Masonic Medical Research Institute, a non-profit in Utica that researches new ways to fight disease, is a little more than halfway done with its annual fellowship program that this year boasts the largest class of fellows.

“Julia and I are putting together this peptide drugs," Dr. Khan Ha said.

Ha is the coordinator for Masonic Medical Research Institute’s summer research program. Undergraduate students from across New York state and beyond are studying under the institute’s principal investigators.

The program consists of major research activity as well as networking and professional development events where students learn how to be more successful in their career in the future, in their chosen pathway. 

Ha says the fellowship prepares students for their professional career and medical school.

"Learn how to network with professionals as well as they would need to know like what are the major goals and what they need to achieve doing their career," Ha said.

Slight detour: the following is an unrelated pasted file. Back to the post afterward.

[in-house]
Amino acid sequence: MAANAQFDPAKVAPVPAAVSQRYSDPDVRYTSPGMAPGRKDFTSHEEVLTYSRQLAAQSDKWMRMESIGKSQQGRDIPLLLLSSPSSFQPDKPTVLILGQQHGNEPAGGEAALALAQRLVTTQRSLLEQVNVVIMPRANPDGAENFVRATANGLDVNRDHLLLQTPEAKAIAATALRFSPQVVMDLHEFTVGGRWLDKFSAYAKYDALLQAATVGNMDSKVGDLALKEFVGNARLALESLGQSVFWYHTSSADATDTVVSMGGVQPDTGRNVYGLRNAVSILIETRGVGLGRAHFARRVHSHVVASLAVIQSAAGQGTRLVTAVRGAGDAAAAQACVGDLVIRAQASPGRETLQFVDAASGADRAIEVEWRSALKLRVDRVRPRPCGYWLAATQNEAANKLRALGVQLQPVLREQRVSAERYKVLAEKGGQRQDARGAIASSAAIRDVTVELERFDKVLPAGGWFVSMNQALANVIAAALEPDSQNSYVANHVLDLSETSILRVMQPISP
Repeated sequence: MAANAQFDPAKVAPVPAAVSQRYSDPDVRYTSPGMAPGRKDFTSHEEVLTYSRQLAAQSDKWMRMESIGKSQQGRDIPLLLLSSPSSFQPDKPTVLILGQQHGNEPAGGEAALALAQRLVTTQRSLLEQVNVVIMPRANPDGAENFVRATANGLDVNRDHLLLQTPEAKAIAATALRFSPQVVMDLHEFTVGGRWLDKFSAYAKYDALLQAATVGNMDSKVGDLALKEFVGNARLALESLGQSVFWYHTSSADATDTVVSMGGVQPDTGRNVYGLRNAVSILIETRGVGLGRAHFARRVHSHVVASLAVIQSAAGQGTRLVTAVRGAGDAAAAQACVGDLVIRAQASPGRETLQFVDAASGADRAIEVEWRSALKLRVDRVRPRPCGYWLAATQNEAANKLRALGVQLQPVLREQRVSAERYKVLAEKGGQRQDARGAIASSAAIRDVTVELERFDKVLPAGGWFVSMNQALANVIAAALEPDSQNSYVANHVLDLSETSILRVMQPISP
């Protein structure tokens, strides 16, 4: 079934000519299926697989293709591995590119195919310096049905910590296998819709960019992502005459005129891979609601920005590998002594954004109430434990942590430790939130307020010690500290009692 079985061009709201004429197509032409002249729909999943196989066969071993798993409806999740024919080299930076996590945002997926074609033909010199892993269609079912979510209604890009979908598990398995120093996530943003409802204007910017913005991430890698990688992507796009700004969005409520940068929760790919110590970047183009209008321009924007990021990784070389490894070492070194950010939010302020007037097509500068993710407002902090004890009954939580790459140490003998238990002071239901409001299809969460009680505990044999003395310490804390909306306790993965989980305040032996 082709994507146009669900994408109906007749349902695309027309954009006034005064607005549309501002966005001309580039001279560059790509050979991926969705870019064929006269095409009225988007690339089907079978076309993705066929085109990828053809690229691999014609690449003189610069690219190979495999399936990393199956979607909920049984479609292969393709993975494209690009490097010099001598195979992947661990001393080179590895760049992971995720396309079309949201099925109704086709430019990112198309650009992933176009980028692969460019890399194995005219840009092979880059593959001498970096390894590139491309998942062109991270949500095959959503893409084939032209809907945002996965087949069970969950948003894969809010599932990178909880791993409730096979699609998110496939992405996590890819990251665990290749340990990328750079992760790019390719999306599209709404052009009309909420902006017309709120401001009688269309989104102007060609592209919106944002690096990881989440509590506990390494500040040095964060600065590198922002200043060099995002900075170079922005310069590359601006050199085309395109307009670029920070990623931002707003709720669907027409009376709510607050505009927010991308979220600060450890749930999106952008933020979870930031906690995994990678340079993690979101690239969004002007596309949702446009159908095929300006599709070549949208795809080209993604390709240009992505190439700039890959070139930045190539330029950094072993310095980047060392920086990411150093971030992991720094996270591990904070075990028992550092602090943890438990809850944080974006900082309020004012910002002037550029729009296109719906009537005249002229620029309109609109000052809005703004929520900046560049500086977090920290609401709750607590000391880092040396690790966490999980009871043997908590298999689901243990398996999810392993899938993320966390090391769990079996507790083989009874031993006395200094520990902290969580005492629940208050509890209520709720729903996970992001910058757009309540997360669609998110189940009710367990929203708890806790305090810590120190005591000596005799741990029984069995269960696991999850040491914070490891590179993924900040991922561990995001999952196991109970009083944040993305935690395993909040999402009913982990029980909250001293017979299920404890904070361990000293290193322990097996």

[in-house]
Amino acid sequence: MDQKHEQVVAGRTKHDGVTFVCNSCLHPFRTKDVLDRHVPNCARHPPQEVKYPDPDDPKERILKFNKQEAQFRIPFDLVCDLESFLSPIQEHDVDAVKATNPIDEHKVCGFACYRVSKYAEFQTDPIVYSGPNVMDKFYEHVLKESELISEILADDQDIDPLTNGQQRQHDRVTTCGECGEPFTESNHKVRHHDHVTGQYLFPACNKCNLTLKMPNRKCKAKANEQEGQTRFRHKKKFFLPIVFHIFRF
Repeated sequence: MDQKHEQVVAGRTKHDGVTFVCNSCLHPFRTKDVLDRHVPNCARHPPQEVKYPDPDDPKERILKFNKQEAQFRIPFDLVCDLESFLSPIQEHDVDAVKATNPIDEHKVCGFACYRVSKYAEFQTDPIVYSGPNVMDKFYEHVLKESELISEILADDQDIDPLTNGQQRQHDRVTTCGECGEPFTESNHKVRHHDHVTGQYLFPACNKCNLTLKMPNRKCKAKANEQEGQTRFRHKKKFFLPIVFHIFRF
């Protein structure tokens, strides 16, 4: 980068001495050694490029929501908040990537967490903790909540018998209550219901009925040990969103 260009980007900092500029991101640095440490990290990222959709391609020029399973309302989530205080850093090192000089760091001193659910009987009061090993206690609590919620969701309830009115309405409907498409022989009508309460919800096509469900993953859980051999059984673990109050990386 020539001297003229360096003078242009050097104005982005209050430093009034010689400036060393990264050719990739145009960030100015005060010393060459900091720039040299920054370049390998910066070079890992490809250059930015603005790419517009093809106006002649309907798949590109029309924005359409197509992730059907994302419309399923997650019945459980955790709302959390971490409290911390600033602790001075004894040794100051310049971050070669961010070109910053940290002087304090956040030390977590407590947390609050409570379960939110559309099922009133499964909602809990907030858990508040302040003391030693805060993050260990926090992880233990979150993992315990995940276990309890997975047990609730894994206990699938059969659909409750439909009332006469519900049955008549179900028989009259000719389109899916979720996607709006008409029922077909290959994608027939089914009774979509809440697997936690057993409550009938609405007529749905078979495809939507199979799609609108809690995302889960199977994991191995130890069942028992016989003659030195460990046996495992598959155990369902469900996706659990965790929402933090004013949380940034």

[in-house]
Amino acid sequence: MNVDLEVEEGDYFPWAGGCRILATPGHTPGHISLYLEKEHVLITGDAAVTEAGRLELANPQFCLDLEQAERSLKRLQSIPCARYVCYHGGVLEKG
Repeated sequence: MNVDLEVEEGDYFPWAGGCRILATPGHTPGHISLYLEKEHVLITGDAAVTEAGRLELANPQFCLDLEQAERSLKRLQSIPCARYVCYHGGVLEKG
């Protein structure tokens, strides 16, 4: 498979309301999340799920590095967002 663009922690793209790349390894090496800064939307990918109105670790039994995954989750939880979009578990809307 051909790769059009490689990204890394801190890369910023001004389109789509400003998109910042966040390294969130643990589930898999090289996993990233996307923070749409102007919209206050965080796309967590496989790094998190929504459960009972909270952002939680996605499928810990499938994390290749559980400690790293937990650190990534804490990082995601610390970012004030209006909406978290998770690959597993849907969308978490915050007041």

“I can definitely say that coming here has made me realize that I definitely want to do something in the medical field," said Julia Sassower, a fellow for the institute’s summer program. "Being inspired by so many people around me and motivated that, you know, I can be successful."

Sassower is going into her sophomore year at Syracuse University. After being undecided in her major, she says this program has steered her to major in biology. 

“All the work you're doing every single day is having an impact on, like so many patients' lives that need what you're producing," Sassower said. "So, it's super definitely a good experience.” 

“After coming here, I've realized that science is truly something amazing and I think it can be used to help the world,” said Richard Chen, a fellow for the institute’s summer program.

Chen is going into his sophomore year at the University of Michigan. He says having the opportunity to work in this lab has been a great learning experience for his pathway to becoming a scientist. 

“I plan on being a scientist that is able to create medicine that doctors can then correctly prescribe and help people all over the world," Chen said. 

Chen says being at Masonic gives him a glimpse of the work he would like to do in the future. 

“I think it’s just amazing in science that you can meet people all over the world who want to come together and work on the same project to help the same people and make the world a better place," Chen said.